One of the great mysteries in biology is how the many different cell types that make up our bodies are derived from a single cell and from one DNA sequence, or genome. We have learned a lot from studying the human genome, but have only partially unveiled the processes underlying cell determination. The identity of each cell type is largely defined by an instructive layer of molecular annotations on top of the genome – the epigenome – which acts as a blueprint unique to each cell type and developmental stage. Unlike the genome the epigenome changes as cells develop and in response to changes in the environment. Defects in the factors that read, write and erase the epigenetic blueprint are involved in many diseases. The comprehensive analysis of the epigenomes of healthy and abnormal cells will facilitate new ways to diagnose and treat various diseases, and ultimately lead to improved health outcomes.
A collection of 41 coordinated papers now published by scientists from across the International Human Epigenome Consortium (IHEC) sheds light on these processes, taking global research in the field of epigenomics a major step forward. A set of 24 manuscripts has been released as a package in Cell and Cell Press-associated journals, and an additional 17 papers have been published in other high-impact journals.
These papers represent the most recent work of IHEC member projects from Canada, the European Union, Germany, Japan, Singapore, and the United States. The collection of publications showcases the achievements and scientific progress made by IHEC in core areas of current epigenetic investigations.
Epigenetic variations in immune cells
A study co-led by researchers at McGill, in Montreal, and the Wellcome Trust Sanger Institute in the UK, for example, deciphers what causes the epigenomes of immune cells to vary among apparently healthy individuals. The researchers examined major types of immune cells from nearly 200 blood donors in the U.K. The results, published in Cell, indicate that differences in genetic make-up also account for most of the epigenetic variation among individuals. The findings enabled the researchers to identify how genetic variations linked to common inflammatory diseases – such as Crohn’s disease, multiple sclerosis and rheumatoid arthritis -- may perturb the functioning of immune cells.
“Correlating epigenetic changes with genetic variations is like putting together a gigantic puzzle,” said co-senior author Tomi Pastinen, an associate professor in McGill’s Department of Human Genetics. “As more of the pieces are assembled, they provide potential new targets for therapeutic agents.”
Data hub developed at McGill
One of the main initial challenges for the IHEC, founded in 2010, was to find a way to collect and organize data generated by different countries over a number of years. A solution proposed by the team of Guillaume Bourque at McGill was selected and adopted as the IHEC Data Portal. This resource is now the main online tool that gathers all the epigenetic datasets generated by the consortium. Since its launch, the portal has been used more than 15,000 times by scientists from over 100 countries. The data portal, and its ongoing development, are described in a new paper published in Cell Systems by Dr. Bourque and colleagues from the McGill University and Génome Québec Innovation Centre.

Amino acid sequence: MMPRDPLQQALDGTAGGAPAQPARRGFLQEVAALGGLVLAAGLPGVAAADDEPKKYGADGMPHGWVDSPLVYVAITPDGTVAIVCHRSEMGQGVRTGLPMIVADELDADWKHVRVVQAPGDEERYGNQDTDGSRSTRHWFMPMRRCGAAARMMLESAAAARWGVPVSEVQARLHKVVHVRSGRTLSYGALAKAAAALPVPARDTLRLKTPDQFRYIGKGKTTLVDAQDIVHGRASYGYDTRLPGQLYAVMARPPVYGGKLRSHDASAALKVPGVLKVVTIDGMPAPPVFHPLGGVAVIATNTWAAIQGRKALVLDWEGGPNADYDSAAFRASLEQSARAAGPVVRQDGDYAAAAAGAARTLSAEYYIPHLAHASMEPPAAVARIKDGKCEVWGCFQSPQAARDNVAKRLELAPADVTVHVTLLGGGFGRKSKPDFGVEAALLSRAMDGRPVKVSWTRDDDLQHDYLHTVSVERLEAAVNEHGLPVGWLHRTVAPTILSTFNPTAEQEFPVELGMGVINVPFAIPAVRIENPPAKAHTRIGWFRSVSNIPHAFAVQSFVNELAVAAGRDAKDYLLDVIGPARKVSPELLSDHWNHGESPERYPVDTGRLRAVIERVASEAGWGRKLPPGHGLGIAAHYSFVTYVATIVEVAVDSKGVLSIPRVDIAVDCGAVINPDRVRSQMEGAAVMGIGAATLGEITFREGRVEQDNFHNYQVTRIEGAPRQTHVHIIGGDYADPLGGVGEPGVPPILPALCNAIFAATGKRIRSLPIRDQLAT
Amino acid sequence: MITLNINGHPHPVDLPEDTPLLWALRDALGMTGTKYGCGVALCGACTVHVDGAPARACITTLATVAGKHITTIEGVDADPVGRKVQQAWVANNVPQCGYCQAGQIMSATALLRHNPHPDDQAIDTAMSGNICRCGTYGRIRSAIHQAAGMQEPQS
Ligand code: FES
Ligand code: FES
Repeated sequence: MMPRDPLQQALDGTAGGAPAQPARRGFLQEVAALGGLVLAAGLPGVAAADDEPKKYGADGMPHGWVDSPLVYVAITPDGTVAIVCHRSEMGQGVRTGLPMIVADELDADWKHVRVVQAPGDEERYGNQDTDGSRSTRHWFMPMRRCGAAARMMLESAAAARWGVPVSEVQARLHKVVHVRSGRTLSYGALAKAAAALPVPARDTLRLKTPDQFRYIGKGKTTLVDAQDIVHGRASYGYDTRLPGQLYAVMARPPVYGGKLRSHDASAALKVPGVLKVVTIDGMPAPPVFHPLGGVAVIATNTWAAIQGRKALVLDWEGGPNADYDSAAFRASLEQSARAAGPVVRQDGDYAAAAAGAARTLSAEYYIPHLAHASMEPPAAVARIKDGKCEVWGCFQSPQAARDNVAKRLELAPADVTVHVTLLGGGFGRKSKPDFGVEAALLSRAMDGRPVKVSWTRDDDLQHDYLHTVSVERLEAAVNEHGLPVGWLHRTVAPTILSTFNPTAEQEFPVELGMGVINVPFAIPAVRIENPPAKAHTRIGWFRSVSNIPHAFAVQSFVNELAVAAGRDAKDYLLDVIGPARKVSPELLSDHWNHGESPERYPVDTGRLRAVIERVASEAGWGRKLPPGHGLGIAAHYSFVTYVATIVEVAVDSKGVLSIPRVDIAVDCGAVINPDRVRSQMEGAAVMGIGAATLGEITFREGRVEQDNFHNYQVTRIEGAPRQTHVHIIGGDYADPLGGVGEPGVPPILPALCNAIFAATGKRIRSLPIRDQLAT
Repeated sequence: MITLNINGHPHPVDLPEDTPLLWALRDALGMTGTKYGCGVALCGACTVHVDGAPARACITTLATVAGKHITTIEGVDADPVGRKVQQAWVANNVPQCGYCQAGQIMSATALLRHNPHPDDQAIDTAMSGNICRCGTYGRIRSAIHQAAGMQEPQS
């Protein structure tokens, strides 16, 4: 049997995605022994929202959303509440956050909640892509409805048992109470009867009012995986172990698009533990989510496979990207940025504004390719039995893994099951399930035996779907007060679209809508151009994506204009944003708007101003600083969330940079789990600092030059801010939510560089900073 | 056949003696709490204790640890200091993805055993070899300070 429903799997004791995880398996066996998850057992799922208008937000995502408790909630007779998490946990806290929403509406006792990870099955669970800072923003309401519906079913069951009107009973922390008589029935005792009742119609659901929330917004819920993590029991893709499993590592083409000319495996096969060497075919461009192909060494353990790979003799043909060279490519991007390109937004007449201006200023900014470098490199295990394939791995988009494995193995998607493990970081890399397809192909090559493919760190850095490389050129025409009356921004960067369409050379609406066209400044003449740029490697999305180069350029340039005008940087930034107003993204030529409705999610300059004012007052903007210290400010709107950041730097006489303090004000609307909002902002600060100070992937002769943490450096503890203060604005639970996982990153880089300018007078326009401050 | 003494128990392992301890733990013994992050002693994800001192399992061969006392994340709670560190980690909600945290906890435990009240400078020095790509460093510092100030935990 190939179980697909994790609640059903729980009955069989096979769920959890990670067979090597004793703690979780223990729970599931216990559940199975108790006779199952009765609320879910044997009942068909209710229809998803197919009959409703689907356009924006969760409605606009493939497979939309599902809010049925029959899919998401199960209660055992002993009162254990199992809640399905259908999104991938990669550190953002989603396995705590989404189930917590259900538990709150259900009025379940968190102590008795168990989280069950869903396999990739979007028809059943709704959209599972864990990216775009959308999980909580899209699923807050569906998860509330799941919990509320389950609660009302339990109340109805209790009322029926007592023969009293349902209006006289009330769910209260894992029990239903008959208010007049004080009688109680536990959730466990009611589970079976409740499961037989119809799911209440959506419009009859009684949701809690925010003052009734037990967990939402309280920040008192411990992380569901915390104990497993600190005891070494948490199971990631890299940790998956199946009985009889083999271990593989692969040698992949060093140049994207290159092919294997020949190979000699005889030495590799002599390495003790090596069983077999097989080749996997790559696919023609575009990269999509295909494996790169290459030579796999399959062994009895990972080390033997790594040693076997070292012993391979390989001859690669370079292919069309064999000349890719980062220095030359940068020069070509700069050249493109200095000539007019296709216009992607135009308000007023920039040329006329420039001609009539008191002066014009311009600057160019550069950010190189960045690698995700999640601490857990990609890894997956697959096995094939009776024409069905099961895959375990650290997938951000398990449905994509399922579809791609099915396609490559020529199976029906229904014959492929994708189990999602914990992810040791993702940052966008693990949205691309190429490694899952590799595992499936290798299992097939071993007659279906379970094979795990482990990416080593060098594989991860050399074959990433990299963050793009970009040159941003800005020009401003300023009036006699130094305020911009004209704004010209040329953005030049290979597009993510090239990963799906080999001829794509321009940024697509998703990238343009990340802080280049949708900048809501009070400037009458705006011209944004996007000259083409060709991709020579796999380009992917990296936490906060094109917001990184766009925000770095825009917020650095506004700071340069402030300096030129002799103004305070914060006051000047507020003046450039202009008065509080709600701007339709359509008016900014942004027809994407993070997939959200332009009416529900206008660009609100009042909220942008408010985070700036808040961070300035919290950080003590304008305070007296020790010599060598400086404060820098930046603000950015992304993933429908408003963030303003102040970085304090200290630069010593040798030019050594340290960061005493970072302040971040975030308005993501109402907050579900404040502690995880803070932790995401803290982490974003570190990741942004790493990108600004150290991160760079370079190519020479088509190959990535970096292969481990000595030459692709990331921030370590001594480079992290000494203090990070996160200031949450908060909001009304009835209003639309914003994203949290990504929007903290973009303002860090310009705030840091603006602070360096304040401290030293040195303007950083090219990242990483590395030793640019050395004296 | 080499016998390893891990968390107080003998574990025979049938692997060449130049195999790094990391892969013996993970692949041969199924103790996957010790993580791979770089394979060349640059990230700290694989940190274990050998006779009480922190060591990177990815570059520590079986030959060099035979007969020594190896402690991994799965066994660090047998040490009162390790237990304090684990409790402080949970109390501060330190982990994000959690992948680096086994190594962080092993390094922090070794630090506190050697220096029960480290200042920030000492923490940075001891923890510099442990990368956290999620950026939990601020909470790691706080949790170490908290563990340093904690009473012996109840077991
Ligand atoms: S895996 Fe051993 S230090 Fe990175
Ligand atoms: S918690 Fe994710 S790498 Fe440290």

Gathering data on the human epigenome raises ethical questions, as well. Another paper in Cell, by Yann Joly and colleagues from McGill’s Centre of Genomics and Policy, analyzes the advantages and limitations of different strategies to share epigenome research data with the scientific community while protecting the identity of participant donors to a reasonable extent. “This is important to prevent loss of privacy and potential research data misuses,” Joly says. “As people become more familiar with new tools for sharing and protecting their health data, novel approaches such as registered access and open consent could facilitate streamlined data access in coming years.”
A global effort
Taken together, the collection of new studies “constitutes a major achievement for IHEC,” said Dr. Eric Marcotte from the Canadian Institutes of Health Research (CIHR) and Chair of the IHEC Executive Committee. “The number of papers and variety of topics addressed by this creative team of scientists from around the globe not only reflects the dynamic nature of this consortium, but is also evidence of the great strength that comes from bringing together complementary expertise, with the potential for far greater impact than an equivalent number of individual projects.”
The International Human Epigenome Consortium (IHEC) is a global consortium with the primary goal of providing free access to high-resolution reference human epigenome maps for normal and disease cell types to the research community. IHEC members support related projects to improve epigenomic technologies, investigate epigenetic regulation in disease processes, and explore broader gene-environment interactions in human health. Current full members of IHEC include: AMED-CREST/IHEC Team Japan; DLR-PT for BMBF German Epigenome Programme DEEP; CIHR Canadian Epigenetics Environment, and Health Research Consortium (CEEHRC); European Union FP7 BLUEPRINT Project; Hong Kong Epigenomics Project; KNIH Korea Epigenome Project; the NIH/NHGRI ENCODE Project; the NIH Roadmap Epigenomics Program; and the Singapore Epigenome Project.
McGill Epigenomics Mapping Centre
tony.kwan [at] mcgill.ca
Media Relations, McGill University
christopher.chipello [at] mcgill.ca